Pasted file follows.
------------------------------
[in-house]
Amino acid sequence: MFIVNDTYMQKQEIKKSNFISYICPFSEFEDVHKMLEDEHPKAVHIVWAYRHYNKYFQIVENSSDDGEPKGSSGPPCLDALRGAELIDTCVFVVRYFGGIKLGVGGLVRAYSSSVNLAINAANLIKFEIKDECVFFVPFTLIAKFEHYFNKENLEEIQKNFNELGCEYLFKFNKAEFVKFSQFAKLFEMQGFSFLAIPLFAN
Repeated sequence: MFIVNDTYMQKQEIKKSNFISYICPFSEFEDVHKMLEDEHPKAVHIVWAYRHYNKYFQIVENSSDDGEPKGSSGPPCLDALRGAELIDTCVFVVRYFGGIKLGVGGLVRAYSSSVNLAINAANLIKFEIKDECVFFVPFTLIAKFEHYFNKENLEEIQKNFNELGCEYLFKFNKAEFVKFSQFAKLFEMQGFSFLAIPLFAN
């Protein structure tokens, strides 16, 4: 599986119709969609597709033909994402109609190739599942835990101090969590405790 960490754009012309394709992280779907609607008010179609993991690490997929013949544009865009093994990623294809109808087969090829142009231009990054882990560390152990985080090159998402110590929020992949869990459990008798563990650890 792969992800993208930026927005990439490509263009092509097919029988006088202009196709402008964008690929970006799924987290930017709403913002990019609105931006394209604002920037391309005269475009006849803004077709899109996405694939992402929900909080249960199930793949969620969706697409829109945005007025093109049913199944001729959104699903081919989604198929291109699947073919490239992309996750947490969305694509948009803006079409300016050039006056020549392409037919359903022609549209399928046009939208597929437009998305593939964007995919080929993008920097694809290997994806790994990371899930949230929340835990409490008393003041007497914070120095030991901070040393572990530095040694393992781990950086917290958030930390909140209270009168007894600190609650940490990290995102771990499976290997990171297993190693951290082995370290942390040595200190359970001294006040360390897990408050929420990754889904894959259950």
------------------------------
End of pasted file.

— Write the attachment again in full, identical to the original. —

[in-house]
Amino acid sequence: MFIVNDTYMQKQEIKKSNFISYICPFSEFEDVHKMLEDEHPKAVHIVWAYRHYNKYFQIVENSSDDGEPKGSSGPPCLDALRGAELIDTCVFVVRYFGGIKLGVGGLVRAYSSSVNLAINAANLIKFEIKDECVFFVPFTLIAKFEHYFNKENLEEIQKNFNELGCEYLFKFNKAEFVKFSQFAKLFEMQGFSFLAIPLFAN
Repeated sequence: MFIVNDTYMQKQEIKKSNFISYICPFSEFEDVHKMLEDEHPKAVHIVWAYRHYNKYFQIVENSSDDGEPKGSSGPPCLDALRGAELIDTCVFVVRYFGGIKLGVGGLVRAYSSSVNLAINAANLIKFEIKDECVFFVPFTLIAKFEHYFNKENLEEIQKNFNELGCEYLFKFNKAEFVKFSQFAKLFEMQGFSFLAIPLFAN
């Protein structure tokens, strides 16, 4: 599986119709969609597709033909994402109609190739599942835990101090969590405790 960490754009012309394709992280779907609607008010179609993991690490997929013949544009865009093994990623294809109808087969090829142009231009990054882990560390152990985080090159998402110590929020992949869990459990008798563990650890 792969992800993208930026927005990439490509263009092509097919029988006088202009196709402008964008690929970006799924987290930017709403913002990019609105931006394209604002920037391309005269475009006849803004077709899109996405694939992402929900909080249960199930793949969620969706697409829109945005007025093109049913199944001729959104699903081919989604198929291109699947073919490239992309996750947490969305694509948009803006079409300016050039006056020549392409037919359903022609549209399928046009939208597929437009998305593939964007995919080929993008920097694809290997994806790994990371899930949230929340835990409490008393003041007497914070120095030991901070040393572990530095040694393992781990950086917290958030930390909140209270009168007894600190609650940490990290995102771990499976290997990171297993190693951290082995370290942390040595200190359970001294006040360390897990408050929420990754889904894959259950």